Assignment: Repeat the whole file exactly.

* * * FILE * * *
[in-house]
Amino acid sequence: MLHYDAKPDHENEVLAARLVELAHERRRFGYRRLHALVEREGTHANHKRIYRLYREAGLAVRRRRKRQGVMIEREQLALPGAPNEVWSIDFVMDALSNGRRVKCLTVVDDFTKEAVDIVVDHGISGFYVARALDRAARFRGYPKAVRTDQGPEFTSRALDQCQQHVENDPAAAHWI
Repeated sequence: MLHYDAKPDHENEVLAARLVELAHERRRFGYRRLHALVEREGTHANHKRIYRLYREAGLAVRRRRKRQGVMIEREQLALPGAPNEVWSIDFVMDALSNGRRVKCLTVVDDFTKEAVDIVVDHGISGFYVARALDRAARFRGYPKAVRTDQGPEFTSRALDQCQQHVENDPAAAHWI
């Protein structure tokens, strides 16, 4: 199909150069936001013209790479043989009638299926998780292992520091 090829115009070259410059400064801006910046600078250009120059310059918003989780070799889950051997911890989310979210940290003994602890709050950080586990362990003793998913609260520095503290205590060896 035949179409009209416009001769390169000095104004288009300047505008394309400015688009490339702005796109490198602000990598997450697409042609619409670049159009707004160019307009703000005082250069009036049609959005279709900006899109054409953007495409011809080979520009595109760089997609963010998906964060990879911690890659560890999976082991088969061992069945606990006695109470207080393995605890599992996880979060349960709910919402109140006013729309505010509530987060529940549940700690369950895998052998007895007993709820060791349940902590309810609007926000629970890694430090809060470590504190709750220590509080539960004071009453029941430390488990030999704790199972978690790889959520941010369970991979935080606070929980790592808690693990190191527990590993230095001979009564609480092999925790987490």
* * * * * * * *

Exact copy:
[in-house]
Amino acid sequence: MLHYDAKPDHENEVLAARLVELAHERRRFGYRRLHALVEREGTHANHKRIYRLYREAGLAVRRRRKRQGVMIEREQLALPGAPNEVWSIDFVMDALSNGRRVKCLTVVDDFTKEAVDIVVDHGISGFYVARALDRAARFRGYPKAVRTDQGPEFTSRALDQCQQHVENDPAAAHWI
Repeated sequence: MLHYDAKPDHENEVLAARLVELAHERRRFGYRRLHALVEREGTHANHKRIYRLYREAGLAVRRRRKRQGVMIEREQLALPGAPNEVWSIDFVMDALSNGRRVKCLTVVDDFTKEAVDIVVDHGISGFYVARALDRAARFRGYPKAVRTDQGPEFTSRALDQCQQHVENDPAAAHWI
């Protein structure tokens, strides 16, 4: 199909150069936001013209790479043989009638299926998780292992520091 090829115009070259410059400064801006910046600078250009120059310059918003989780070799889950051997911890989310979210940290003994602890709050950080586990362990003793998913609260520095503290205590060896 035949179409009209416009001769390169000095104004288009300047505008394309400015688009490339702005796109490198602000990598997450697409042609619409670049159009707004160019307009703000005082250069009036049609959005279709900006899109054409953007495409011809080979520009595109760089997609963010998906964060990879911690890659560890999976082991088969061992069945606990006695109470207080393995605890599992996880979060349960709910919402109140006013729309505010509530987060529940549940700690369950895998052998007895007993709820060791349940902590309810609007926000629970890694430090809060470590504190709750220590509080539960004071009453029941430390488990030999704790199972978690790889959520941010369970991979935080606070929980790592808690693990190191527990590993230095001979009564609480092999925790987490």